Miscellaneous Machine Components
In the previous chapters, we have discussed different types of machine components that are frequently used in a mechanism or a machine. Similar kinds of components with minor variations have been grouped together. In this chapter, we intend to explain the working principles of some selective components of steam and I.C. engines owing to their marvellous design and extensive usage in different industrial applications. Since some of the items are fairly complicated, solid model or pictorial views of the objects are also presented for a better understanding of the component.
Since a bearing is an important item for any engineering object and is an essential component for any mechanism or machine, it is discussed at length.
Bearings provide support for rotating shafts. Generally, two bearings, one at each end, are sufficient to support a shaft. However, for a long shaft mounted with a number of machine elements (such as gears, pulleys, wheels, and so on), intermediate supports or bearings are usually provided. Bearings are classified into two main categories—sliding bearings and antifriction bearings.
Sliding bearings may be further classified into journal bearings and thrust bearings. In a journal bearing, the bearing pressure is perpendicular to the axis of the shaft. The journal is the part of the shaft that comes in contact with the bearing. Journal bearings may be of various kinds—solid bearings, bush bearings, pedestal bearings, hanger bearings and so on.
FIG. 16.1 Sliding solid bearing
The simplest kind of sliding bearing is formed by drilling a hole in a supporting piece to receive the shaft (Fig. 16.1). In this bearing, the rotating shaft has a sliding contact with the bearing which is kept stationary. Since the friction between the mating parts is very high, an oil hole is provided at the top to lubricate the bearing. This form of bearing (known as solid bearing) has no provision for adjustment of wear. Hence they are rarely used in practice.
FIG. 16.2 Bush bearing
Bush bearings A bush bearing is a small modification of a solid bearing. A bush is pressed inside the bore of the bearing (made of cast iron). Its rotation is prevented by means of a grub screw or a dowel pin, as shown in Fig. 16.2. The bush is made of a softer material such as brass, bronze or gun metal. It undergoes wear and tear and can be replaced at regular intervals.
Pedestal bearings or Plummer block This type of bearing consists of i) a cast iron pedestal, ii) gun metal, or brass bush split into two halves called “brasses”, and iii) a cast iron cap and two mild steel bolts. The detailed drawing of a pedestal bearing is shown in Fig. 16.3. The rotation of the bush inside the bearing housing is arrested by a snug at the bottom of the lower brass. The cap is tightened on the pedestal block by means of bolts and nuts. The detailed part drawings of another plummer block with slightly different dimensions are also shown in Fig. 16.4.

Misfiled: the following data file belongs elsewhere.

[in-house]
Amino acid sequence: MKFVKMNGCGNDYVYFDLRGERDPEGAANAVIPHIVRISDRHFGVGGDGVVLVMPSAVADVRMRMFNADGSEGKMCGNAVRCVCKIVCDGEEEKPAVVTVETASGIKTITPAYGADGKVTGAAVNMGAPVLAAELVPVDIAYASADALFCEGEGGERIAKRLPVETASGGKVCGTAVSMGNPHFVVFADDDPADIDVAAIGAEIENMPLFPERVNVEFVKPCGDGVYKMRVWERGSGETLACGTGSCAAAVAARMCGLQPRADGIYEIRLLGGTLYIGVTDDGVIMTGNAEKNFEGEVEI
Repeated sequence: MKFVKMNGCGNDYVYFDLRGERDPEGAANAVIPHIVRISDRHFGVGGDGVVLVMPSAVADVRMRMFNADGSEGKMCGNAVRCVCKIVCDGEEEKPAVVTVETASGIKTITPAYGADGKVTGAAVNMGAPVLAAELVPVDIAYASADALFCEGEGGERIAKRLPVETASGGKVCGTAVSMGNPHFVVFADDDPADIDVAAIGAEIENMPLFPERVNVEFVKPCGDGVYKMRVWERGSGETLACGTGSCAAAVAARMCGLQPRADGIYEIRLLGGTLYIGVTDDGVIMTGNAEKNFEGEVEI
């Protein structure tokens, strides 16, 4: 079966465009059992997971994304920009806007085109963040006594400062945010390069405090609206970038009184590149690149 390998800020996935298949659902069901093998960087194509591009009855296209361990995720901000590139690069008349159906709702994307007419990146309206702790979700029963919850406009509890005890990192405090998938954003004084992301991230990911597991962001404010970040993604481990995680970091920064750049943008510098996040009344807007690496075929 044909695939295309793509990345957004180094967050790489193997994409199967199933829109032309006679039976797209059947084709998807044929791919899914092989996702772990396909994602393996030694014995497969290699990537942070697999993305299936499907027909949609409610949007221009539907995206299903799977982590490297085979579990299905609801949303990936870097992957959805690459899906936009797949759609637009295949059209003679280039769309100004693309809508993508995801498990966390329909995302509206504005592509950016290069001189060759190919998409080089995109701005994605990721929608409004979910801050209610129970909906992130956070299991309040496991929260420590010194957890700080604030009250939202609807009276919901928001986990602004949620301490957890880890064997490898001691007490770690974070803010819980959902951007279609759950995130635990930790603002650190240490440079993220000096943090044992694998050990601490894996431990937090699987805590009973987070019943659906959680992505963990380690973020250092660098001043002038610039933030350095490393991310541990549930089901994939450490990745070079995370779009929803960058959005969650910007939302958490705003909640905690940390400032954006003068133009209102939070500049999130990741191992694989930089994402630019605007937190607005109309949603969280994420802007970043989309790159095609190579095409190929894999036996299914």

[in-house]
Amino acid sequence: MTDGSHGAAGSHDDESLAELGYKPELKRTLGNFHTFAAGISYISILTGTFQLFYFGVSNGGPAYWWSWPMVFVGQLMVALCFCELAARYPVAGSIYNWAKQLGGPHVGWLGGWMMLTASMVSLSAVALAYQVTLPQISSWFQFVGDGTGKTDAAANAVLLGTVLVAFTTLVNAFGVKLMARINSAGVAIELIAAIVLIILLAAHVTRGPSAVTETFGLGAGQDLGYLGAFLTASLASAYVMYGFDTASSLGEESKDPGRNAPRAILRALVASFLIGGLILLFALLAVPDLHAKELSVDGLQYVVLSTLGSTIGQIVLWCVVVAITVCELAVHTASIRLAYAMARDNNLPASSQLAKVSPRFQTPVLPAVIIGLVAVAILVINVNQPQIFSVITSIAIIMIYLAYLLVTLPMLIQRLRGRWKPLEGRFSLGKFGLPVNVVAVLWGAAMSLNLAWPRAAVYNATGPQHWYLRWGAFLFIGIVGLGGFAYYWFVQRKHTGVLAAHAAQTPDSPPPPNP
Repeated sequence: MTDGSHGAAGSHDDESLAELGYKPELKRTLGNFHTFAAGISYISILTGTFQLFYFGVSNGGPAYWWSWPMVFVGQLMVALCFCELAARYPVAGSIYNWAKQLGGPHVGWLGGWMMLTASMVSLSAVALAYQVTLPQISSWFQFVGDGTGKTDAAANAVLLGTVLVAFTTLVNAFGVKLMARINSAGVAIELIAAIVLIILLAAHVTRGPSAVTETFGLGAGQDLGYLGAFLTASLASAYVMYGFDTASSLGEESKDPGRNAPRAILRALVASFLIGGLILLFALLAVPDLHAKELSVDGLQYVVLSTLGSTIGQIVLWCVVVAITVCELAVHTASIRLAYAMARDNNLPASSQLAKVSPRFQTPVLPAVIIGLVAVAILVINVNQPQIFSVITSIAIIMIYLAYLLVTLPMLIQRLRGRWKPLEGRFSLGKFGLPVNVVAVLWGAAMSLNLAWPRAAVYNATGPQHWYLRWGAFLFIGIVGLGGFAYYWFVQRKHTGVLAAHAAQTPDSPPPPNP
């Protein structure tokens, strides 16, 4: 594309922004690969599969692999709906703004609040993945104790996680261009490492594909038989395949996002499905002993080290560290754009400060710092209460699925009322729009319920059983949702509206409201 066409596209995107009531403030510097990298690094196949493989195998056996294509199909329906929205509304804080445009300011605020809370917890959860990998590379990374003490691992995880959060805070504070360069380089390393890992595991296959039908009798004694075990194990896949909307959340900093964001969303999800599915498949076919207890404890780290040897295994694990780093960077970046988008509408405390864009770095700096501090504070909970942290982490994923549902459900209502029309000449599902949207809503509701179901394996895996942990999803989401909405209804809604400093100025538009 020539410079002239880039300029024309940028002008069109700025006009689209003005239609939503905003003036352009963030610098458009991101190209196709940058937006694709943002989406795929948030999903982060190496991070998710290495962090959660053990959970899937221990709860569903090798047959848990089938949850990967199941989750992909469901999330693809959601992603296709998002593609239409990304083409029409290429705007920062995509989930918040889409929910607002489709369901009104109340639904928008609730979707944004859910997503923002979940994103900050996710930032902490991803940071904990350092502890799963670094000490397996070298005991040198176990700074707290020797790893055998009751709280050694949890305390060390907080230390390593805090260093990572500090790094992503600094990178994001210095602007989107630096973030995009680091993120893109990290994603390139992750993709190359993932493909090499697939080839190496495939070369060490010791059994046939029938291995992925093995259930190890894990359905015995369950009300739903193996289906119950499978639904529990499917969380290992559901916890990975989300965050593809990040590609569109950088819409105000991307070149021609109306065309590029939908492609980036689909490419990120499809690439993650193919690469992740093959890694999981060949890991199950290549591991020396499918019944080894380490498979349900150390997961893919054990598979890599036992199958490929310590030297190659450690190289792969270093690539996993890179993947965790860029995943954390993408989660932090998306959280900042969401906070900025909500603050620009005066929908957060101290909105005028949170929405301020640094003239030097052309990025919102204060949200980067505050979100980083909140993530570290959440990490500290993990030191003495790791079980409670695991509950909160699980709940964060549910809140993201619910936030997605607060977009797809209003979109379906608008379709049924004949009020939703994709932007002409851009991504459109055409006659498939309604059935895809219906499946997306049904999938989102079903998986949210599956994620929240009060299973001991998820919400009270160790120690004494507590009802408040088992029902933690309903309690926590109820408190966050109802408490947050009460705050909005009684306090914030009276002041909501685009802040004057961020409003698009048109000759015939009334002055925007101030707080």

Thrust bearings are used to support a load that acts along the axis of a shaft. The simplest form of this type of bearing is a collar thrust bearing (Fig. 16.5) consisting of one or more collars integral with the shaft. The axial load coming onto the shaft is actually withstood by the collars that are pressed against the bearing.
Rolling Contact Bearings
The term rolling contact bearing or antifriction bearing is employed to describe that class of bearing in which the main load is transferred through elements in rolling contact instead of sliding contact. In this type of a bearing, rolling friction is negligible in comparison to the sliding friction encountered in the bearings mentioned earlier. Therefore, the term “antifriction” is used throughout the industry though it is not correct.
The design of antifriction bearings is quite complicated since the designers must consider different factors, such as fatigue loading, friction, heat, corrosion resistance, kinematic problems, material properties, lubrication, assembly, bearing life, cost, and others to arrive at an optimum solution. There are different types of standardised antifriction bearings. Some of them are illustrated in Fig. 16.6. A particular type of bearing may be subdivided into different categories (say, light, medium, heavy) depending on the load and other conditions they are subjected to.
FIG. 16.3 Plummer block
FIG. 16.5 Thrust bearing
FIG. 16.6 Different types of antifriction bearings
Irrespective of the types, bearings consist of four major parts—an inner race, outer race, balls or rollers, and cage or separator.
The nomenclature of a rolling contact bearing is described in Fig. 16.7. In low-priced bearings, the separator is sometimes omitted although it has a vital role in separating the rolling elements to avoid rubbing contact between them.
Depending on the direction of loads coming onto the bearings, antifriction bearings can be classified as radial bearings and thrustbearings.
FIG. 16.7 Nomenclature of a ball bearing